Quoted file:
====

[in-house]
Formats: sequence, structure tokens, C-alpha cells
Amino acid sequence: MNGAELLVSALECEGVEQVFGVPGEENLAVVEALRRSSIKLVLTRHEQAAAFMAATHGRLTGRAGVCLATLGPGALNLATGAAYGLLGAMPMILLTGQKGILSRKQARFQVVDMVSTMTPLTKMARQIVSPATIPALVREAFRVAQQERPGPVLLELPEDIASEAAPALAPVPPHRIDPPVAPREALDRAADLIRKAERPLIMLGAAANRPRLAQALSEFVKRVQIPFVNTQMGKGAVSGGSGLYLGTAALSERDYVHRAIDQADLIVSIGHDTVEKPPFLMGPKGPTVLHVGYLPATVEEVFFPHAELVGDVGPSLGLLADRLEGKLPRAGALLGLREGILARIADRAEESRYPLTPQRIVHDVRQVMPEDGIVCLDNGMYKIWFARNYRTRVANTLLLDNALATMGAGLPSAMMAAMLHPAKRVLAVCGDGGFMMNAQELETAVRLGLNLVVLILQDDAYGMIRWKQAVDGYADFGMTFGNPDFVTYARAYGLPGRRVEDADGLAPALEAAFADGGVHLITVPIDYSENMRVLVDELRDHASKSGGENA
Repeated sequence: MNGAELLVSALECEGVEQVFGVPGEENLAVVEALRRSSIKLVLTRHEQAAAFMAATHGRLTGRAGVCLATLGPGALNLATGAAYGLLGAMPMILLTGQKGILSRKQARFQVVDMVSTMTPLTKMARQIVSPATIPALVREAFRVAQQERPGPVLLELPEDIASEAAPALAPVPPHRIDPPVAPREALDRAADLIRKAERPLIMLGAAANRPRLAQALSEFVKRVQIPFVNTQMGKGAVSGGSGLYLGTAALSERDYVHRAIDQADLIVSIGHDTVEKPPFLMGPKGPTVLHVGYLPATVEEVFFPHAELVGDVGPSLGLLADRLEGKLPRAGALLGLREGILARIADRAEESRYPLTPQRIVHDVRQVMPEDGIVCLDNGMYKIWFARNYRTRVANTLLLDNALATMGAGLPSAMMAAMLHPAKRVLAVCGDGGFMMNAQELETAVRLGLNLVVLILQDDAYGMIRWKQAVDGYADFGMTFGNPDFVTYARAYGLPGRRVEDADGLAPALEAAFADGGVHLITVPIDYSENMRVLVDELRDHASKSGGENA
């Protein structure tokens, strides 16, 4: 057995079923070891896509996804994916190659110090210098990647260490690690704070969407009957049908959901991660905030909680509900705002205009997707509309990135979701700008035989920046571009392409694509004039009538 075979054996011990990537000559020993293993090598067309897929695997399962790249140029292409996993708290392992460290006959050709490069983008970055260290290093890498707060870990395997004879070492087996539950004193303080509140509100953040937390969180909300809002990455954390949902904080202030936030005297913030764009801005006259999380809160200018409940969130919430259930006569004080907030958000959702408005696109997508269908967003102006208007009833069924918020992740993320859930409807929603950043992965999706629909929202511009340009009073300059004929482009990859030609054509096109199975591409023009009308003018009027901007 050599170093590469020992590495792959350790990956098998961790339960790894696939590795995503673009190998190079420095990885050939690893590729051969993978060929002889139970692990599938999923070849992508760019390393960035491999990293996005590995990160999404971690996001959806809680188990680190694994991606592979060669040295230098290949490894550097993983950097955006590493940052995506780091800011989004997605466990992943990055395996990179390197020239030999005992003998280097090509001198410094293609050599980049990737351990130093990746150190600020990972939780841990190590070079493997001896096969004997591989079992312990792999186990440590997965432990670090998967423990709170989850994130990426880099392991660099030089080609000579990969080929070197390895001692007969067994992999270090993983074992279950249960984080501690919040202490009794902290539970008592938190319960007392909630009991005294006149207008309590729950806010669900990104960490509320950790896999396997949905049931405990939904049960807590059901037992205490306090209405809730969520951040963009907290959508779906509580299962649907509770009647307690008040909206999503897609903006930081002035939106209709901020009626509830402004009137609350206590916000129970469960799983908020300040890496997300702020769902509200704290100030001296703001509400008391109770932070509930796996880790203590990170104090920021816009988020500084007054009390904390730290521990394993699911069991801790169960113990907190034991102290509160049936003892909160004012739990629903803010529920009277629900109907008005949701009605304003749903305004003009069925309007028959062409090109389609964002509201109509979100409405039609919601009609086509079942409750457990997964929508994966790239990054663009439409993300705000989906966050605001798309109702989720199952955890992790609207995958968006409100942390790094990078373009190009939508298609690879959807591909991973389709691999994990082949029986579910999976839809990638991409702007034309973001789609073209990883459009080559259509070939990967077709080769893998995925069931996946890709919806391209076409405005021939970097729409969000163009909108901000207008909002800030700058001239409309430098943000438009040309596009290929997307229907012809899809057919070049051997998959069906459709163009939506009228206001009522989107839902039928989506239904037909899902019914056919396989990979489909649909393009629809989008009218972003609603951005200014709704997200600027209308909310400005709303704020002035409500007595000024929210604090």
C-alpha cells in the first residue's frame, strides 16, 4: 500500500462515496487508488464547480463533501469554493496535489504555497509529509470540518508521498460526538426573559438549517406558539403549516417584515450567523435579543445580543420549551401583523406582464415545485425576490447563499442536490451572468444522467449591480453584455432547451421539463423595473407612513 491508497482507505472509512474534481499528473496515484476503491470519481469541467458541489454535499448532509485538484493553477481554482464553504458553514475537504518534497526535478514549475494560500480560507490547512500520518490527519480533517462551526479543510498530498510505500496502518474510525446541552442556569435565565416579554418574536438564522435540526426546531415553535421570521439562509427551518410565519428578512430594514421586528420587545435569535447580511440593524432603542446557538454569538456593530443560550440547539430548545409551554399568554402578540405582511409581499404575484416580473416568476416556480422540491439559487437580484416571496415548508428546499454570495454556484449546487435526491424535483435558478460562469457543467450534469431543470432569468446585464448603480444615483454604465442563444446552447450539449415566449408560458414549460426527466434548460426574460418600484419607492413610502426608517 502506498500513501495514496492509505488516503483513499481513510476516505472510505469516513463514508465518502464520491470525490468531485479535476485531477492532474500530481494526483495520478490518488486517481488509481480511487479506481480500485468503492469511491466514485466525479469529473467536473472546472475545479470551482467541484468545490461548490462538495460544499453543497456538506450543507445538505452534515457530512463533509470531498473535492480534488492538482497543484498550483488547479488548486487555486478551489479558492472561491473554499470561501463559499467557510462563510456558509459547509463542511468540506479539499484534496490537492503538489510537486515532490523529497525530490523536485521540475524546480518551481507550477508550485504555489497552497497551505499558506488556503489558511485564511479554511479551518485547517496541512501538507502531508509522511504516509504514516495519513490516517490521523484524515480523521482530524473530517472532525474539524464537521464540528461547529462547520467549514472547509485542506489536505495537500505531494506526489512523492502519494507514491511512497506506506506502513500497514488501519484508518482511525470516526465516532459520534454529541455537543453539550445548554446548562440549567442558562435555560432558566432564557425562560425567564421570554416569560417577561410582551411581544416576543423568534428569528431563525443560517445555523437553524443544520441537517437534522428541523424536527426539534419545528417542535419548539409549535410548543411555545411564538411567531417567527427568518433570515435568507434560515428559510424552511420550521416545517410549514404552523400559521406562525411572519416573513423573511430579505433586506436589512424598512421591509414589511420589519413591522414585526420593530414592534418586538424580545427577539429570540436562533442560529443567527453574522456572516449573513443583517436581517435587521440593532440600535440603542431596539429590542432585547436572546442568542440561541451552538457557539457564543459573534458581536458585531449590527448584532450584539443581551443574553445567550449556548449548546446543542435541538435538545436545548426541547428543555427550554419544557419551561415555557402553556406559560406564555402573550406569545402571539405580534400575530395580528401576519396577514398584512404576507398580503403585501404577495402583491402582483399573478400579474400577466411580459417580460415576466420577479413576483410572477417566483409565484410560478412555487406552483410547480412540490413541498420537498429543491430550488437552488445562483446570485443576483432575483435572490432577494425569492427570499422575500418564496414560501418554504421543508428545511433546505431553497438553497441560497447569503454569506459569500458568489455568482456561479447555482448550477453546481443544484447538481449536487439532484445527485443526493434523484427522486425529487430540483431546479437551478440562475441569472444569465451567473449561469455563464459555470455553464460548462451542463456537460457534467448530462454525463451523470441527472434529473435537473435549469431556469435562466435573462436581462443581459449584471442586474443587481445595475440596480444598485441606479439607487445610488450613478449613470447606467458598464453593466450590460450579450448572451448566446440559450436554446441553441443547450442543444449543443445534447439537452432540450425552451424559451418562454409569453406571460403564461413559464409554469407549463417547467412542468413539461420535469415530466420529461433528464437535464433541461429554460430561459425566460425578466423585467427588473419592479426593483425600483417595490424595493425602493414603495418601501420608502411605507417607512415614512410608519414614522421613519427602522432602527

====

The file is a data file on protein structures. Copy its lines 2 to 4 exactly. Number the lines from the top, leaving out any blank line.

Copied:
Formats: sequence, structure tokens, C-alpha cells
Amino acid sequence: MNGAELLVSALECEGVEQVFGVPGEENLAVVEALRRSSIKLVLTRHEQAAAFMAATHGRLTGRAGVCLATLGPGALNLATGAAYGLLGAMPMILLTGQKGILSRKQARFQVVDMVSTMTPLTKMARQIVSPATIPALVREAFRVAQQERPGPVLLELPEDIASEAAPALAPVPPHRIDPPVAPREALDRAADLIRKAERPLIMLGAAANRPRLAQALSEFVKRVQIPFVNTQMGKGAVSGGSGLYLGTAALSERDYVHRAIDQADLIVSIGHDTVEKPPFLMGPKGPTVLHVGYLPATVEEVFFPHAELVGDVGPSLGLLADRLEGKLPRAGALLGLREGILARIADRAEESRYPLTPQRIVHDVRQVMPEDGIVCLDNGMYKIWFARNYRTRVANTLLLDNALATMGAGLPSAMMAAMLHPAKRVLAVCGDGGFMMNAQELETAVRLGLNLVVLILQDDAYGMIRWKQAVDGYADFGMTFGNPDFVTYARAYGLPGRRVEDADGLAPALEAAFADGGVHLITVPIDYSENMRVLVDELRDHASKSGGENA
Repeated sequence: MNGAELLVSALECEGVEQVFGVPGEENLAVVEALRRSSIKLVLTRHEQAAAFMAATHGRLTGRAGVCLATLGPGALNLATGAAYGLLGAMPMILLTGQKGILSRKQARFQVVDMVSTMTPLTKMARQIVSPATIPALVREAFRVAQQERPGPVLLELPEDIASEAAPALAPVPPHRIDPPVAPREALDRAADLIRKAERPLIMLGAAANRPRLAQALSEFVKRVQIPFVNTQMGKGAVSGGSGLYLGTAALSERDYVHRAIDQADLIVSIGHDTVEKPPFLMGPKGPTVLHVGYLPATVEEVFFPHAELVGDVGPSLGLLADRLEGKLPRAGALLGLREGILARIADRAEESRYPLTPQRIVHDVRQVMPEDGIVCLDNGMYKIWFARNYRTRVANTLLLDNALATMGAGLPSAMMAAMLHPAKRVLAVCGDGGFMMNAQELETAVRLGLNLVVLILQDDAYGMIRWKQAVDGYADFGMTFGNPDFVTYARAYGLPGRRVEDADGLAPALEAAFADGGVHLITVPIDYSENMRVLVDELRDHASKSGGENA